PURDUE

College of Engineering Mechanical Engineering Birck Nanotechnology Center Energy Center
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About the PI:

Professor Ruan received his B.S. and M.S. in Engineering Thermophysics from Tsinghua University in 2000 and 2002, respectively. He received an M.S. in Electrical Engineering and Ph.D. in Mechanical Engineering from the University of Michigan at Ann Arbor, in 2006 and 2007 respectively. He then joined Purdue as an assistant professor. He was promoted to associate professor with tenure in 2013. Dr. Ruan received the NSF CAREER Award in 2012. He was an Air Force Summer Faculty Fellow at the Wright Patterson Air Force Base at Dayton, Ohio in 2010, 2011, and 2013. He currently serves as an Editorial Board Member for Scientific Reports, a journal published by the Nature Publishing Group.

 

Office: ME 2153 and BNC 1270     Phone: 765-494-5721 (ME), 765-494-6603 (BNC), Fax: 765-494-0539    

e-mail: ruan@purdue.edu

[see people in the group]


News:

 

Positions open: We may have positions for postdoc fellows, graduate students, and undergraduate students. Please check here.

 

11/2013: MS thesis defense: Tianli Feng has defended his MS thesis, and he will continue PhD in our group. Congratulations, Tianli!

 

09/2013: PhD graduate joined industry: Liangliang Chen defended his PhD dissertation and joined Western Digital. Congratulations, Liangliang!

 

06/2013: PhD graduate took faculty position: Yalin Dong defended his PhD dissertation and accepted a tenure-track faculty position at the University of Akron. Congratulations to soon-to-be Professor Dong!

 

05/2013: Student Award: Kelly Rickey received the Cordier Fellowship from the School of Mechanical Engineering. Congratulations, Kelly!

 

04/2013: Faculty Promotion and Tenure: Prof. Ruan was promoted to associate professor with tenure.

 

[more news ...]


Mission Statement:

 

Sustainable energy and energy efficiency are among the greatest challenges facing the society, and heat transfer scientists and engineers can contribute. Solutions to these challenges rely on extraordinarily fundamental and innovative approaches. In our lab, we are developing efficient energy and renewable energy technologies using the emerging nanotechnology.

 

The behavior of all energy systems can be related to atomic-scale description. With an atomic-level knowledge of the thermal energy carriers (photon, electron, phonon, and fluid particle), one is able to design nano- and micro-structures with the desired size effects, or to synthesize new materials with the desired functionalities. Our lab is building and expanding the understanding of the fundamentals of atomic-level carrier transport and interactions, and is applying this knowledge to important applications for energy efficiency and electronics thermal management technologies.

 

Current projects fall in two main themes: nanoscale heat conduction, and nano-photonics (including nanoscale thermal radiation). Projects in the nanoscale heat conduction (or nano-phononics) category include: (1) high-performance nanostructured thermoelectric materials for power generation and thermoelectric refrigeration; (2) thermal transport and thermal rectification in carbon nanotube and graphene for electronic thermal management applications; (3) thermal interface resistance across CNT (or graphene)-metal interfaces for electronic thermal management applications. Projects in the nano-photonics category include: (4) Suppression of electron-phonon coupling in quantum dot solar cell materials for enhanced efficiency; (5) Enhanced optical absorption in silicon nanowire arrays for potentially enhanced solar cell efficiency; (6) Multiscale control of thermal radiation in ordered array of carbon nanotubes; (7) enhanced laser cooling of semiconductors and ion-doped solids.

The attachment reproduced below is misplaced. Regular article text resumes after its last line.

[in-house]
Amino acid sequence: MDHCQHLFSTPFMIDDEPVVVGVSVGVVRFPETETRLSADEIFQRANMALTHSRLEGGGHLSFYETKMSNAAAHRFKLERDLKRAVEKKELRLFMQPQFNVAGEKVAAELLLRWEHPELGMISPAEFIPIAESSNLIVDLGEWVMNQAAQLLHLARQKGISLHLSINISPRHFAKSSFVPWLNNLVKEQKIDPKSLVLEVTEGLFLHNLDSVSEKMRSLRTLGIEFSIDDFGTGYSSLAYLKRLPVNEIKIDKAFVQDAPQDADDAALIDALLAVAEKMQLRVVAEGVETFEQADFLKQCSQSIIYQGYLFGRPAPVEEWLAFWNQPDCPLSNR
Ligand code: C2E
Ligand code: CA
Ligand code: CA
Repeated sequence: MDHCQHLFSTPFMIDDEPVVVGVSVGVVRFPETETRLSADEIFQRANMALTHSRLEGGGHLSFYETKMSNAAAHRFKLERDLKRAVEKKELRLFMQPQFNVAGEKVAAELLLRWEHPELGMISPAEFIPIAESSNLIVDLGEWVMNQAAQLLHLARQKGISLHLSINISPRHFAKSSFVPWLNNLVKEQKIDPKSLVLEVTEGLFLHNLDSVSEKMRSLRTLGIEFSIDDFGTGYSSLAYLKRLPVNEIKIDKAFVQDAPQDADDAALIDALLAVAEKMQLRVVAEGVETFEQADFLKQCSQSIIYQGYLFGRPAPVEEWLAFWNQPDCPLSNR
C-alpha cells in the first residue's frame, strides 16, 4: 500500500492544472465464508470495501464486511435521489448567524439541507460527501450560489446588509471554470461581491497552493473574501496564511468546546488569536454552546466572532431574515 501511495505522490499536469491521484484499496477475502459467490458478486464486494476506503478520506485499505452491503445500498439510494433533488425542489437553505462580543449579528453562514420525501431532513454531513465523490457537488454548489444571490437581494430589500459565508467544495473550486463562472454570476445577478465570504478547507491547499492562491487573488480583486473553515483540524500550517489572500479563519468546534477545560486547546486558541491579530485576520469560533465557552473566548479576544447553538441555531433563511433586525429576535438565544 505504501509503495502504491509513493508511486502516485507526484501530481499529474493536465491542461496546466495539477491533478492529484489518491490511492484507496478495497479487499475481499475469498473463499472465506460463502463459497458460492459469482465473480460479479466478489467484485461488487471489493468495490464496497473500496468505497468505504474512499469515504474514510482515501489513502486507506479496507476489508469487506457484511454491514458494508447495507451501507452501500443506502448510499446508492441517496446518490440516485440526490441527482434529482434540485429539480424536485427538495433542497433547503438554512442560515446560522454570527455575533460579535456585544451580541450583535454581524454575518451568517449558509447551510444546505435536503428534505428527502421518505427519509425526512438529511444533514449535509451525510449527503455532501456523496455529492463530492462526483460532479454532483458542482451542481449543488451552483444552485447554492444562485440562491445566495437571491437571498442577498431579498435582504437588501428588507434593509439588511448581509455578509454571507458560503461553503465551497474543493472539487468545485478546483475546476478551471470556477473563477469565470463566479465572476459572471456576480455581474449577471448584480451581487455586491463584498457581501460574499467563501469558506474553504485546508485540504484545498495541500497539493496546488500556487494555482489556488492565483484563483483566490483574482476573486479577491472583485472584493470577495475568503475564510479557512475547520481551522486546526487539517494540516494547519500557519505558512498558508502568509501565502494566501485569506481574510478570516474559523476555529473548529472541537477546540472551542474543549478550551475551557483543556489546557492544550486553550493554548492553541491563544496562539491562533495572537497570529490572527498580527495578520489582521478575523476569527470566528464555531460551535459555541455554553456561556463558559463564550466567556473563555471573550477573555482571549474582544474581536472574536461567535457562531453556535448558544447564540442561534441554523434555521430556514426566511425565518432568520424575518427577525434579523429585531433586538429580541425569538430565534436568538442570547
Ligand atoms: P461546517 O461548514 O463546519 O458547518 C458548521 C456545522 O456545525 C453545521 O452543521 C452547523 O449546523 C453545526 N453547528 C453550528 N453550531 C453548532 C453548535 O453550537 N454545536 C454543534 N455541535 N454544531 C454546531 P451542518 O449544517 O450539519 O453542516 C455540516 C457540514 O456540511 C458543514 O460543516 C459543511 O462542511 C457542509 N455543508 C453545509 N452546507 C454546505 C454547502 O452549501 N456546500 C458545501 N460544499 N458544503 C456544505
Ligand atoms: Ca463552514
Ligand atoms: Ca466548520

These projects involve theoretical, computational, and experimental components. Currently our lab devotes 2/3 efforts to theoretical and simulation studies, and 1/3 effort to experimental work. Theoretical tools include heat transfer, materials science, quantum mechanics, solid state physics, optics, and electromagnetic theory. Computational tools involve multiscale simulation techniques of nanoscale energy transport, including molecular dynamics simulations, first principles calculations, Monte-Carlo simulations, and Boltzmann transport theory. Experiments include fabrication of nanomaterials and devices, and characterizations of these materials and devices using advanced imaging and spectroscopy techniques. Detailed information of our research can be found here.

 

We have labs in both the ME building and the Birck Nanotechnology Center. We are also associated with the Energy Center at Purdue.


Most Recent Publications:

 

[46] Y. Wang, A. Vallabhaneni, J. Hu, B. Qiu, Y. Chen and X.L. Ruan, “Phonon Lateral Confinement Enables Thermal Rectification in Asymmetric Single-Material Nanostructures”,  Nano Lett., in press, 2014. [PDF]

 

[45] H. Bao, B. Duvvuri, M.H. Lou, and X.L. Ruan, "Effects of Randomness and Inclination on the Optical Properties of Multi-walled Carbon Nanotube Arrays", Journal of Quantitative Spectroscopy and Radiative Transfer, 132, 22–27, 2014. [PDF]

 

[44] S. Finefrock#, Y. Wang#, J. Ferguson, J. Ward, H.Y. Fang, J. Pfluger, D. Dudis, X.L. Ruan*, Y. Wu*, “Measurement of thermal conductivity of PbTe nanocrystal coated glass fibers by the 3ω method”, Nano Lett. 13, 5006−5012, 2013. [PDF] (#co-first authors; *co-corresponding authors)

 

[43] J. Zuidema, X.L. Ruan, and T.S. Fisher, "Optical Properties of Ordered Carbon Nanotube Arrays Grown in Porous Anodic Alumina Templates", Optics Express 21, 22053-22062, 2013. [PDF]

 

[complete list of publications]

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